Will the Real Mezzo Please Stand Up? The Phenonmenon of Katherine Jenkins
I listened to about 20 plus cuts from various albums and could only conclude this girl doesn’t know a damned thing about how to opera singing, and to identify her as a “Mezzo Soprano” is, while kind of cutely inappropriate, a very (sort of) original marketing ploy and little else. While pop singers all have specific ranges to their voice, they’re really never put into the vocal categories of classical (or “church”) singers. There isn’t any need to, so why do it?
First up, Mozart’s “Laudate Dominum.” This was, perhaps, not the best choice for an introduction to the new Mezzo Soprano. It was execrable: breathy, hooty choirboy tone, appoggiatura-like passages executed with a faux vocal mechanism employed only by singers of pop music, and usually then only when attempting to sing legit (and sounds perfectly unnatural – rather like watching a dog dancing on his hind legs).
Next up was the Seguidilla from Carmen. To use proper internet vernacular: OMGLOLROTFLMFAO. This was absolutely side splittingly bad. First, there was that terribly forced, terribly clean and terribly proper “English French” - understandable yes, but flat, and lifeless. Instead of trying to inject life into the music itself, she inserts a choked, hackneyed laugh “ha ha ha !” into the middle . Too freakin’ precious. Seriously.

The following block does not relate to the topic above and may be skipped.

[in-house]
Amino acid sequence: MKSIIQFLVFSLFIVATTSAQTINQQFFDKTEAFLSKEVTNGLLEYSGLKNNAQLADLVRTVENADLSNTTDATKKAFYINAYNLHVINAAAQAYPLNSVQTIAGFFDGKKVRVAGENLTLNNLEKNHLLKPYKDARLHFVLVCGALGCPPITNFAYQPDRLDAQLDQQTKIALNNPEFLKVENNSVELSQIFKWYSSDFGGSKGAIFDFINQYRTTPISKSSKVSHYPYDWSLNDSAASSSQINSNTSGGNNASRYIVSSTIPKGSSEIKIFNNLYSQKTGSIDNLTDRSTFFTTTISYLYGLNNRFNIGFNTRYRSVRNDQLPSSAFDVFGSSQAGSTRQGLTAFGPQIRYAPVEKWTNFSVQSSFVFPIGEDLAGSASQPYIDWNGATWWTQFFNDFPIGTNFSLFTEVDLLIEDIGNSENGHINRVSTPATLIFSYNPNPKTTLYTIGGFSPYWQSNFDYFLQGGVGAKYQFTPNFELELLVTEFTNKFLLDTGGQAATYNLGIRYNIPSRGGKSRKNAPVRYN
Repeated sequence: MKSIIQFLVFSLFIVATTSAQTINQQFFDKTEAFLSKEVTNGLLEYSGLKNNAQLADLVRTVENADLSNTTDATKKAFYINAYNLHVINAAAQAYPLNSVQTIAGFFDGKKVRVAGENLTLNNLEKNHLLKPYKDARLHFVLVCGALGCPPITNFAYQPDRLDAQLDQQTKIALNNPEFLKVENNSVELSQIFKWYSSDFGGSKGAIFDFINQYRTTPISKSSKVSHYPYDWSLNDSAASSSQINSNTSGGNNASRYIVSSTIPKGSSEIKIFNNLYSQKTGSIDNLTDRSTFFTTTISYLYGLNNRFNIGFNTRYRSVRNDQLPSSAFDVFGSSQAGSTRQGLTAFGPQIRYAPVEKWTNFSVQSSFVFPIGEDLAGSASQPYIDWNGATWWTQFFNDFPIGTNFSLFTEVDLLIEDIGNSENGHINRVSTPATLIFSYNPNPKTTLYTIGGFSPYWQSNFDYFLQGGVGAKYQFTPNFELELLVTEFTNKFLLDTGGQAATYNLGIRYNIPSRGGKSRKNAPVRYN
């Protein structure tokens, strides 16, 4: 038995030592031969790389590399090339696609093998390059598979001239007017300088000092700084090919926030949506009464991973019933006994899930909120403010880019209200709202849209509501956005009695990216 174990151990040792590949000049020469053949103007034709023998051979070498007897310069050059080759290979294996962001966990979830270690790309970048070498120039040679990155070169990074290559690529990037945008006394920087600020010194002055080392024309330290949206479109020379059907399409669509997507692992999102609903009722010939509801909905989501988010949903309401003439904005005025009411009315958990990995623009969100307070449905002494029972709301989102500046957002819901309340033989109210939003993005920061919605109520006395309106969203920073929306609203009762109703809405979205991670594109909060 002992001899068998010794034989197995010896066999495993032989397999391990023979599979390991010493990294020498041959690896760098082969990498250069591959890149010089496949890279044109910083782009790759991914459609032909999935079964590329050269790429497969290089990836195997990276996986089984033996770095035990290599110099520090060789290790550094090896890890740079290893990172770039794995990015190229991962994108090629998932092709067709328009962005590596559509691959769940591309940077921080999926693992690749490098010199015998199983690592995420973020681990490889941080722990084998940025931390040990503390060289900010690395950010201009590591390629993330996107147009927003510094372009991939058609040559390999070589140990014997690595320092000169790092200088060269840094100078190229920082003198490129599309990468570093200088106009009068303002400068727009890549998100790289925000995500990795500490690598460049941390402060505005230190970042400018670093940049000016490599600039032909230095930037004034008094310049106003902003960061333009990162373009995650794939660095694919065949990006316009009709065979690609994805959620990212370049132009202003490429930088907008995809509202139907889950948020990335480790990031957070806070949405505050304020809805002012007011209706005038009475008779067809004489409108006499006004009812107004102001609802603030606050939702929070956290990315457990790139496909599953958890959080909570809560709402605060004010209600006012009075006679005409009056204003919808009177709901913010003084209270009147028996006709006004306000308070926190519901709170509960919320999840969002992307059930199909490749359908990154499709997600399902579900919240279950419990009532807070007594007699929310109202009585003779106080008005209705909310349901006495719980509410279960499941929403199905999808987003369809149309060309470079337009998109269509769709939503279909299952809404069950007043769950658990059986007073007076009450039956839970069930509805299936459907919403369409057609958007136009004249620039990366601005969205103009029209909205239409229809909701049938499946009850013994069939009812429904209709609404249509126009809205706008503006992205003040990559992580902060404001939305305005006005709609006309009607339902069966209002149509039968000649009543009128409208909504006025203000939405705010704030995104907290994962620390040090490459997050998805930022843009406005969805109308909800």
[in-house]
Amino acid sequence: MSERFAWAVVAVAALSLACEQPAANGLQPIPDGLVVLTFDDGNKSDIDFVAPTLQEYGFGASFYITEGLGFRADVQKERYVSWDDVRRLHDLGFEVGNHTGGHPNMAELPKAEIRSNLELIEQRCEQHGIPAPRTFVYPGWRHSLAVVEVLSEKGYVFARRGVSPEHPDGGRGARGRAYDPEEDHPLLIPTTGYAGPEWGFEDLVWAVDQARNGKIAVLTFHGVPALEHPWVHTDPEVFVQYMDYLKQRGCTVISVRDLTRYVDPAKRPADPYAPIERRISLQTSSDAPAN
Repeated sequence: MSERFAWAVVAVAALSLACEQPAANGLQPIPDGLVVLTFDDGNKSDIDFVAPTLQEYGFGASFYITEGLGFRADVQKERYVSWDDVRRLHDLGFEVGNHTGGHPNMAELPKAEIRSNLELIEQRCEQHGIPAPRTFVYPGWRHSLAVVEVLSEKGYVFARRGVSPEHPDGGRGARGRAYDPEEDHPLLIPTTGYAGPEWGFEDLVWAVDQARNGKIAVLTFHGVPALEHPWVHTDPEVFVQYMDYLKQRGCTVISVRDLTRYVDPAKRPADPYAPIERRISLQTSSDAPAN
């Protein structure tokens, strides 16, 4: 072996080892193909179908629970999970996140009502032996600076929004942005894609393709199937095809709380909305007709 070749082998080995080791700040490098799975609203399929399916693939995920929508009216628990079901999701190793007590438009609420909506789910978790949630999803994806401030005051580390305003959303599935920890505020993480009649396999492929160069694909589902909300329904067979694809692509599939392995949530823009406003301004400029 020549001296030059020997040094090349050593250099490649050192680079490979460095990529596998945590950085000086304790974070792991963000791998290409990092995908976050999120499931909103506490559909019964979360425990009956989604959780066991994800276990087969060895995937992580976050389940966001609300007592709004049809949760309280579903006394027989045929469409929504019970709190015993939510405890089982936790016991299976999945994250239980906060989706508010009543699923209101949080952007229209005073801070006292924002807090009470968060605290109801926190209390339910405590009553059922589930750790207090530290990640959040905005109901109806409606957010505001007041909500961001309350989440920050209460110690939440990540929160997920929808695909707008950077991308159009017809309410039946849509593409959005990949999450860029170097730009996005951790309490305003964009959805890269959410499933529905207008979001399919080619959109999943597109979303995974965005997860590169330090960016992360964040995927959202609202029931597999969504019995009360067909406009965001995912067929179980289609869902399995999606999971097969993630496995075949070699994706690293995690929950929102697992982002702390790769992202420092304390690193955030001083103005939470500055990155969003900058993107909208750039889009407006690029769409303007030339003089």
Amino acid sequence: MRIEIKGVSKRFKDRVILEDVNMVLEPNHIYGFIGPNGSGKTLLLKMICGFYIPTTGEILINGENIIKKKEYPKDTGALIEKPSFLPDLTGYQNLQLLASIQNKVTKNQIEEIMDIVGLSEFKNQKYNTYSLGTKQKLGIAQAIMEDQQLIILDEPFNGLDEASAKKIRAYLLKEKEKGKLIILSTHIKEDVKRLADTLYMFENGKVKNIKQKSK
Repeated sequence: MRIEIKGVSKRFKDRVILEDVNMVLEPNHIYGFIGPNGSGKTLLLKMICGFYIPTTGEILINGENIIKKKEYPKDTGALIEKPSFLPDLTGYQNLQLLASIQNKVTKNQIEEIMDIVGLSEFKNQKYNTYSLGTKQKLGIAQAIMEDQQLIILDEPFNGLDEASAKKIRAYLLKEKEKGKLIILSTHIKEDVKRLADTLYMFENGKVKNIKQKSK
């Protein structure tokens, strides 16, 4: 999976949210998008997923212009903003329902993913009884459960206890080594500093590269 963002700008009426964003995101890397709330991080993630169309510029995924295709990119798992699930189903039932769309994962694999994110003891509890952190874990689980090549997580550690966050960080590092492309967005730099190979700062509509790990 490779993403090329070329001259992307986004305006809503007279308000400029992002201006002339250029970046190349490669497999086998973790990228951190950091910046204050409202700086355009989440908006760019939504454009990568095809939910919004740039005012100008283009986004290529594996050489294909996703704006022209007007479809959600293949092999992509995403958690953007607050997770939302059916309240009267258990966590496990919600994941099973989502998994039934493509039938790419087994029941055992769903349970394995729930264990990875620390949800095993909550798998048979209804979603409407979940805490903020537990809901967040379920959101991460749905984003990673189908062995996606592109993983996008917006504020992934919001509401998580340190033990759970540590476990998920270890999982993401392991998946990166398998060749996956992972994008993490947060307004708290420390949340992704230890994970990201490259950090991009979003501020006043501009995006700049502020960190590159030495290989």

“O sole mio” – was just plain godawful: generic, badly accented, a throwaway vocalise.
“Song to the Moon” actually began somewhat interestingly, but there was that ever present “precious” sound, here now wed to a forced, unnatural “dark intensity” (had she been listening to Netrebko singing this?) that is not remotely part of this overbright voice.
Indeed, in almost every number I listened to there was that late 20th century Brit-Pop annoying clarity to her diction, but which (like Julie Andrews half a century ago) can make itself rather attractive in the right material. To that end, while still a little generic of emotion, and with a bit too much English choir-boy hootiness, I found her rendition of “You’ll Never Walk Alone” actually rather lovely. I thought though, this was about as heavy a material as she should ever be attempting. Still, I hold serious doubts as to her appearing in a Rogers and Hammerstein musical anytime soon.